The concept of a Sun occulting screen alows a large space telescope to be shielded from solar UV, visible, and IR radiation. Telescope operation in the screen's shadow reduces background radiation from scattering off telescope structures, and reduces expansion and contraction of the telescopes physical dimensions due to changes in solar heating. It is possible to design a non-conducting Sun occulting screen that travels in tandem with a large space telescope such that both the screen and the telescope travel in Sun synchronous orbits that do not cross. The constant separation distance between the screen and the telescope is on the order of 10 Km (far enough from the screen to minimize any radiated IR from the warm screen). The focus of the space telescope's elliptical (or circular) orbit lies at the Earth's center. However, the focus of the screen's orbit will lie at a point displaced toward the Sun, from the Earth's center, by the screen/telescope separation distance. It will be shown that by passing a small photoelectric current through a few turns of wire surrounding the screen, a Lorentz force can be generated that is sufficient to maintain the position of the screen's shifted orbital focal point.
A simple method is presented for measuring boththe real and imaginary parts of low resistivity semiconductors. The method depends on making two reflection measurements from a bulk sample of material. One measurement is made at normal incidence and the other at an arbitrary angle of incidence greater than zero, but less than 90°. Only a simple reflectometer is required. The method offers an alterantive to traditional, and more complex Brewster angle measurements or ellipsometry.
The use of a high velocity stream of carbon dioxide snowflakes to clean large optics is well known, and has gained widespread acceptance in the astronomical community as a telescope maintenance technique. Ultimately, however, the success of carbon dioxide snow cleaning depends on the availability of high purity carbon dioxide. The higher the purity of the carbon dioxide, the longer will be the time interval between required mirror washings. The highest grades of commercially produced liquid carbon dioxide are often not available in the more remote regions of the world - such as where major astronomical observatories are often located. Furthermore, the purity of even the highest grades of carbon dioxide are only nominal, and wide variations are known to occur from tank to tank. Occasionally, visible deposits of organic impurities are left behind during cleaning with carbon dioxide that is believed to be 99.999% pure. A zeolite molecular sieve based filtration system has proven to be very effective in removing these organic impurities. A zeolite is a complex alumino-silicate. One example has an empirical formula of (<i>see paper for formula</i>). The zeolites have an open crystal structure and are capable of trapping impurities like 8-methylheptadecane (an oil) and 2,6-octadine-1-ol,3,7- dimethyl-,(E)- (a fatty acid). In fact, a zeolite can trap 29.5% of its own weight in SAE 20 lubricant at 25 degree(s)C. After filtration of liquid CO<SUB>2</SUB> through zeolites, the concentration of measured impurities was below the detection limit for state-of-the-art gas chromatography systems.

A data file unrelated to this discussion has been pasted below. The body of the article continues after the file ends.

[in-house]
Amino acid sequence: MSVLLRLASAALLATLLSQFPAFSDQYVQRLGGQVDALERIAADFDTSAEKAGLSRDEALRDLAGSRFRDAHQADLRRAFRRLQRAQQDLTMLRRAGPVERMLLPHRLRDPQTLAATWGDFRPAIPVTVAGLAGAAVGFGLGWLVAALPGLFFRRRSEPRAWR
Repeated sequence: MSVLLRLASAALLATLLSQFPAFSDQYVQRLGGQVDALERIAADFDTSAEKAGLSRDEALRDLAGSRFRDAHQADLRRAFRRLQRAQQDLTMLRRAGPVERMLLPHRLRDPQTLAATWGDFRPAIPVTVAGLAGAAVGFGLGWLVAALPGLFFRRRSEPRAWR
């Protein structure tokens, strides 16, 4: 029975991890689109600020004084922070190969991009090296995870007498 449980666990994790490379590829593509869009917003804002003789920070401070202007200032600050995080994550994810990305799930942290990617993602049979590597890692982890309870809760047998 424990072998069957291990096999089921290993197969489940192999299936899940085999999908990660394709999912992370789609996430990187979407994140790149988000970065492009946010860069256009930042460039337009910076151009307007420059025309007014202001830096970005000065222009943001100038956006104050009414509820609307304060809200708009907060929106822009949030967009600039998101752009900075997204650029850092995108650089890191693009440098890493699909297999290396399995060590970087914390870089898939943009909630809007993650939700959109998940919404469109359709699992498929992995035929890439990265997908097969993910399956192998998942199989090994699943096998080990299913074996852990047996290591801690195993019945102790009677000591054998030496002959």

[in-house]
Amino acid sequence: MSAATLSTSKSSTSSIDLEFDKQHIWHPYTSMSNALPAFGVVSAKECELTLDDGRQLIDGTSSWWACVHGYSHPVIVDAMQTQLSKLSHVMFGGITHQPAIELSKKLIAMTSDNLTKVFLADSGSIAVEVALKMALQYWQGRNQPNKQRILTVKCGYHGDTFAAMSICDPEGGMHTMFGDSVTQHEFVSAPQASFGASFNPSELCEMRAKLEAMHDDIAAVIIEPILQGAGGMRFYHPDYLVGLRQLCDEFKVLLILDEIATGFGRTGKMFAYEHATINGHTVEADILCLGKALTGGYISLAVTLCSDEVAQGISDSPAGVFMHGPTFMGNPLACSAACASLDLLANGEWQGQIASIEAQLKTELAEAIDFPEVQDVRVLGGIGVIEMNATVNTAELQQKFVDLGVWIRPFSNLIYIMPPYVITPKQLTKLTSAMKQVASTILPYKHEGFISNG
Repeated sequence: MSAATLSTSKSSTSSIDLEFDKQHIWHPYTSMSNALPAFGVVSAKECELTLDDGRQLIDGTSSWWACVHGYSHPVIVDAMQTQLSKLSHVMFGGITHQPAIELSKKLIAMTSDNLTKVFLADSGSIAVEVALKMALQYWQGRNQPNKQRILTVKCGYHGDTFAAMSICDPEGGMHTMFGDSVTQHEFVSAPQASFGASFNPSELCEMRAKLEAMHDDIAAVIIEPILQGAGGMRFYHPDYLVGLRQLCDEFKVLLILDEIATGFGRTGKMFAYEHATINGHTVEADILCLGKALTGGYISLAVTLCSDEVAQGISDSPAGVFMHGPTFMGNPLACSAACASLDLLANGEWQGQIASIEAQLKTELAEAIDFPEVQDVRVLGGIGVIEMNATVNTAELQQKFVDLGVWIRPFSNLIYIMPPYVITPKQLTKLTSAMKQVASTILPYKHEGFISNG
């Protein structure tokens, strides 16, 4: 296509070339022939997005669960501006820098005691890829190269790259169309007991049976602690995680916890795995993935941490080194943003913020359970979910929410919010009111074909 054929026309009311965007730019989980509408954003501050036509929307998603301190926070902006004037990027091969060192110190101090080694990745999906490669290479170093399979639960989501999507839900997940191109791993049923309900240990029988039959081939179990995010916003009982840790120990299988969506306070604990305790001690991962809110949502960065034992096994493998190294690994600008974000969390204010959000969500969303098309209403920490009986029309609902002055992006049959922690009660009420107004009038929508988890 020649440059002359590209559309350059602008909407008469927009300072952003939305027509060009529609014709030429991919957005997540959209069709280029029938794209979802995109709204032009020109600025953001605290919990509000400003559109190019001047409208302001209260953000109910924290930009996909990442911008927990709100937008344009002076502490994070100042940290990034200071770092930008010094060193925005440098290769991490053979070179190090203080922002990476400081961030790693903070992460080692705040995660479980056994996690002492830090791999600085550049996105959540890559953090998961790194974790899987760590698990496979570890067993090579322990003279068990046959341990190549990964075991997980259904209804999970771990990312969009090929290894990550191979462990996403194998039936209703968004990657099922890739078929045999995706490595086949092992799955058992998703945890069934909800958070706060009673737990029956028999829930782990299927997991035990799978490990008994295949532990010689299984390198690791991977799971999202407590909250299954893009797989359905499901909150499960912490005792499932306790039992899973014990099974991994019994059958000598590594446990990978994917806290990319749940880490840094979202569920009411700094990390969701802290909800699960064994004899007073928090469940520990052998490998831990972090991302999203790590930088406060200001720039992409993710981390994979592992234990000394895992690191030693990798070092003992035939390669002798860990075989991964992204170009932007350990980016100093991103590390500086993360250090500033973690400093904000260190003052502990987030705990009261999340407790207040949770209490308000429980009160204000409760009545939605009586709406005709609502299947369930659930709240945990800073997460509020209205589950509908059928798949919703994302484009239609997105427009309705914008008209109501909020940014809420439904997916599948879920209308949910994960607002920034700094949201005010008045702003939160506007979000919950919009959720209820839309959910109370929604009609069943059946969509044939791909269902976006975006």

The development of ultra-light fibrous substrate mirrors allows serious contemplation of large multi-mirror space telescopes using rigid segments. Mirrors made of silica and alumina fibers have a small coefficient of thermal expansion and a density competitive with inflatable structures. Furthermore, they are without the imagery problems caused by non parabolic figures, gaseous expansion and contraction, tidal distortion of large gas filled structures, leaks, and long lived transient mirror perturbations caused by intentional pointing and tracking movements, micrometeor and space debris impacts, and mechanical vibrations. Fibrous substrate primary mirrors also have logistical advantages, since segments can be fabricated in orbit from small amounts of dense raw materials. One space shuttle flight, lifting about half its payload capacity, is adequate to transport all the material necessary to fabricate substrates for a one hundred meter telescope whose primary mirror consists of 12,086 hexagonal segments, each having a diameter of 1 meter and an area of 0.6495 square meters.